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The Administrator-in-Chief

83 Pages Posted: 16 Aug 2016 Last revised: 14 Jun 2017

Ming Hsu Chen

University of Colorado Law School; University of Colorado, Boulder - Political Science

Date Written: August 15, 2016

Abstract

This Article provides a framework for understanding the role of the President as administrator-in-chief of the executive branch. President Obama, in the face of heated controversy around immigration, relied on executive action in his agencies to advance policy. Which of these policies is legitimate, and which are vulnerable to challenge, will determine the legacy of these policies. This Article posits that the extent to which the president takes steps to enhance the procedural legitimacy of agency actions strengthens the legacy of the policies when confronted with controversy over their substance. This emphasis on shoring up administrative procedure is a form of expertise that should be counted alongside traditional normative criteria such as political accountability, democratic participation, and efficiency. Institutional analysis of three immigration policies elucidates President Obama’s attempt to strengthen the procedural legitimacy of substantively contentious policies: deferred action for long-term undocumented immigrants, immigration detention for immigrants with criminal histories, and priority docketing of recently-arrived immigrants seeking asylum. Interviews with DHS officials and other policymakers shed light on the internal dynamics of agency policies. The Article concludes with prescriptions for safeguarding the conditions under which executive action in immigration can be defended and rethinking the conditions under which it cannot.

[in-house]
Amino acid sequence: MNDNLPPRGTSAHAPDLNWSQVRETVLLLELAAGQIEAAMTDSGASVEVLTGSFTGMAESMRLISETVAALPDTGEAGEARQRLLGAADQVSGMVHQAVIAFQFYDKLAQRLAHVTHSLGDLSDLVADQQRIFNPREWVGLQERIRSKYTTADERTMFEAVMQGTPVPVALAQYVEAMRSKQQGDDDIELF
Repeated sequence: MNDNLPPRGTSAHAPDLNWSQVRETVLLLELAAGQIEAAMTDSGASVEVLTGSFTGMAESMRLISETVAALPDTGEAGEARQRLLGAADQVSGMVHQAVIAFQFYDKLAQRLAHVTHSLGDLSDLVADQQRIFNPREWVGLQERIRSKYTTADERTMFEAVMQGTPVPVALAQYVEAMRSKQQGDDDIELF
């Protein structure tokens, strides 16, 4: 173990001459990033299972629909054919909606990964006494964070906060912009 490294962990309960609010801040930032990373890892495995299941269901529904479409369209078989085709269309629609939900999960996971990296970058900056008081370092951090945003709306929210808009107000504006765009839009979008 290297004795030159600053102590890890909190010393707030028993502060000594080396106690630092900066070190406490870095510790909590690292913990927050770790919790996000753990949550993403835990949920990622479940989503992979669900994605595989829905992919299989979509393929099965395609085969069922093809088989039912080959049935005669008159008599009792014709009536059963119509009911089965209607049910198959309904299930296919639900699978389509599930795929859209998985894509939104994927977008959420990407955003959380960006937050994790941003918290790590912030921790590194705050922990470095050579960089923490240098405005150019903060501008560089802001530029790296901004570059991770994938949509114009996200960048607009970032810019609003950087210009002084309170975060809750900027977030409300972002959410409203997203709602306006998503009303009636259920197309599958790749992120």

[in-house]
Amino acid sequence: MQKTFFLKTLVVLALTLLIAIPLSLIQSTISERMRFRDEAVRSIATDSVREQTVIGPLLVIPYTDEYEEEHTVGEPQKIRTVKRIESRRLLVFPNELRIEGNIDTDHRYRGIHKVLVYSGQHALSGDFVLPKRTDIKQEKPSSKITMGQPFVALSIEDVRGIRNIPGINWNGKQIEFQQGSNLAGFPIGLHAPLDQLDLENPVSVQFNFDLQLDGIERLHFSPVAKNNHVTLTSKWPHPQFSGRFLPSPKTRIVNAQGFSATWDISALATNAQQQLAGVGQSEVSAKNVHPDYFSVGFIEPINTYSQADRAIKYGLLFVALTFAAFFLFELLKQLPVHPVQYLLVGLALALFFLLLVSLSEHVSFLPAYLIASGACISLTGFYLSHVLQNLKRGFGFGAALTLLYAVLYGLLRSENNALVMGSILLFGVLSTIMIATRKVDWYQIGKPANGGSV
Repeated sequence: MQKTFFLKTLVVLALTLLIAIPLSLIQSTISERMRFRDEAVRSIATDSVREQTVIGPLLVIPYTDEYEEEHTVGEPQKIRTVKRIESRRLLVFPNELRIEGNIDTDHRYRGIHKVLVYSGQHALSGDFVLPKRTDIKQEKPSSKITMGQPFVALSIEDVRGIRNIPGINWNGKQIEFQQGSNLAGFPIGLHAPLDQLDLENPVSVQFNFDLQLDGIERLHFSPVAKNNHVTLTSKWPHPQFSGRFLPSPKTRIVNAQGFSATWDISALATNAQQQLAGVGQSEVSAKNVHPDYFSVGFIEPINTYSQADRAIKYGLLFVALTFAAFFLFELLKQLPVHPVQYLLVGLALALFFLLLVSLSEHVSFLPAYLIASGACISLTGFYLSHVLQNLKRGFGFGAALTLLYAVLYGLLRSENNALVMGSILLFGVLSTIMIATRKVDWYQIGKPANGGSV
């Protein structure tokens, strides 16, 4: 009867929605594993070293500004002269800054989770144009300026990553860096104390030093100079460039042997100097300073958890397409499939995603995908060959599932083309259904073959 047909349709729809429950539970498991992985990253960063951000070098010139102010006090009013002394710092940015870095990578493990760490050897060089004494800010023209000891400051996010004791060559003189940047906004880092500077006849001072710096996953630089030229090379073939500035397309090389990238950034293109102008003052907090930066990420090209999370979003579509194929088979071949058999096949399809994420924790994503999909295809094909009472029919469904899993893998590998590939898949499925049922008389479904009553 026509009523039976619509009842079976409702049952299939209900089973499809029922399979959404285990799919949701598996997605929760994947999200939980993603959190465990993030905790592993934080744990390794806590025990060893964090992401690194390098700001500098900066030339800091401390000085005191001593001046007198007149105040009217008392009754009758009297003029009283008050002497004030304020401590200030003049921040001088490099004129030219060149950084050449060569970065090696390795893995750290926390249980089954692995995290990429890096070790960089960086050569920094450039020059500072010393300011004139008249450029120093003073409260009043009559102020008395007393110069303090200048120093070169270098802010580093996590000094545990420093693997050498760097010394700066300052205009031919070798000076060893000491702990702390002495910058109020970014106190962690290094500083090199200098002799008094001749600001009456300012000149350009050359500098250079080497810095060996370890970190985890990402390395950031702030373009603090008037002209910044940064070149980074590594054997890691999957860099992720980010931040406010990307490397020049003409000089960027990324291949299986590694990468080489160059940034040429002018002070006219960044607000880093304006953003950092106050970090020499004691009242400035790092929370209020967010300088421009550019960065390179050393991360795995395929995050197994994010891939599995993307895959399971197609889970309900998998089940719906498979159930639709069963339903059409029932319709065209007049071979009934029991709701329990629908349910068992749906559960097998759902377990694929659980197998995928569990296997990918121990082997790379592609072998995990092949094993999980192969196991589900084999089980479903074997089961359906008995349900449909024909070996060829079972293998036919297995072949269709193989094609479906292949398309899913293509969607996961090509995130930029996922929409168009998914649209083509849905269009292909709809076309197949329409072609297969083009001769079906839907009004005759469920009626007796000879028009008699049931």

Keywords: administrative law, immigration law, Constitutional law

Suggested Citation

Chen, Ming Hsu, The Administrator-in-Chief (August 15, 2016). 69 Administrative Law Review 347 (2017). Available at SSRN: https://ssrn.com/abstract=2823663 or http://dx.doi.org/10.2139/ssrn.2823663

Ming Chen (Contact Author)

University of Colorado Law School ( email )

University of Colorado, Boulder - Political Science ( email )

1070 Edinboro Drive
Boulder, CO 80309
United States

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